Get PostgreSQL installed as part of the distros

Robert Graham Merkel
Sat, 21 Oct 2000 11:42:35 +1100

Matthew Vanecek writes:
 > Robert Graham Merkel wrote:
 > > 
 > > John Hasler writes:
 > >  > Lars writes:
 > >  > > Wouldn't it be a lot more clever if we could convince the distros to make
 > >  > > a running, configured PostgreSQL installation part of the default
 > >  > > install, for the benefit of all?
 > >  >
 > >  > Debian already provides a running, configured PostgreSQL installation out
 > >  > of the package.  I see no need to make it standard, though.  Dependencies
 > >  > will pull it in when it is needed.
 > > 
 > > If the world used Debian, the decision to use an SQL backend would be
 > > considerably easier.  Unfortunately, we have to cope with
 > > distributions that are less perfect ;)
 > > 
 > > <ducks from all the other distros and *BSD users>
 > (me throwing a felt red hat at you =P)
 > > 
 > > A simple text file still has other advantages, though.
 > > 
 > Some, maybe
 > Why tie GNUCash to a specific database backend?  It wouldn't be hard to
 > a write generic SQL interface, and export the API, so that people could
 > write a driver for any transactional RDBMS.  Include a Postgresql driver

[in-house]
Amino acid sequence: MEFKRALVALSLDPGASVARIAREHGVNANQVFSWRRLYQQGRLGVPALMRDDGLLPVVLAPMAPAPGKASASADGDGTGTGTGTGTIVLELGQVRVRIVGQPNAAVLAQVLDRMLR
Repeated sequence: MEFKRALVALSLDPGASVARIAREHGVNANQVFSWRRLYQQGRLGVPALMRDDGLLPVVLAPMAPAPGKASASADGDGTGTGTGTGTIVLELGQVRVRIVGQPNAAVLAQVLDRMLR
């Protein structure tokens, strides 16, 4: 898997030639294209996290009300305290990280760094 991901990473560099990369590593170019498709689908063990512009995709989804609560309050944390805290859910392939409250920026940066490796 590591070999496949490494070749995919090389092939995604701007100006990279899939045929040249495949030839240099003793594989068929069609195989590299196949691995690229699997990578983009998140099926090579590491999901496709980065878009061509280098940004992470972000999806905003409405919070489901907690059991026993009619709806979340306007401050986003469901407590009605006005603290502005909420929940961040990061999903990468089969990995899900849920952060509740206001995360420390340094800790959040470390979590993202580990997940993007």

> by default.
 > Also, I'd like to point out, it is not necessary for every installation
 > of GNUCash have a dbms backend installed with it.  Client/Server, baby,
 > rocks your world!  Thus, it's probably not necessary to try getting
 > distributions to include this or that RDBMS in their respective
 > distributions.  Say, "This is GNUCash.  To use it in this manner, you
 > must have a transactional RDBMS installed.  Drivers are available
 > <somewhere>--the default is Postgres".

This is perfectly reasonable for a business.  I still remain
unconvinced that *maintaining* a PostGres database or its equivalent is
feasible or necessary for J. Random Home User.

For the next stable release, which will be 2.0, we will be sticking 
with the new text file format (modulo a complete and better solution
materializing out of the ether) .  Beyond that, there will be some
appropriately industrial-strength solution available for those who
need it in multi-user business situations.  Whether the
industrial-strength solution becomes the *only* backend, or whether we
retain something simpler for single-user use, won't be resolved until
the multi-user backend takes shape.

Robert Merkel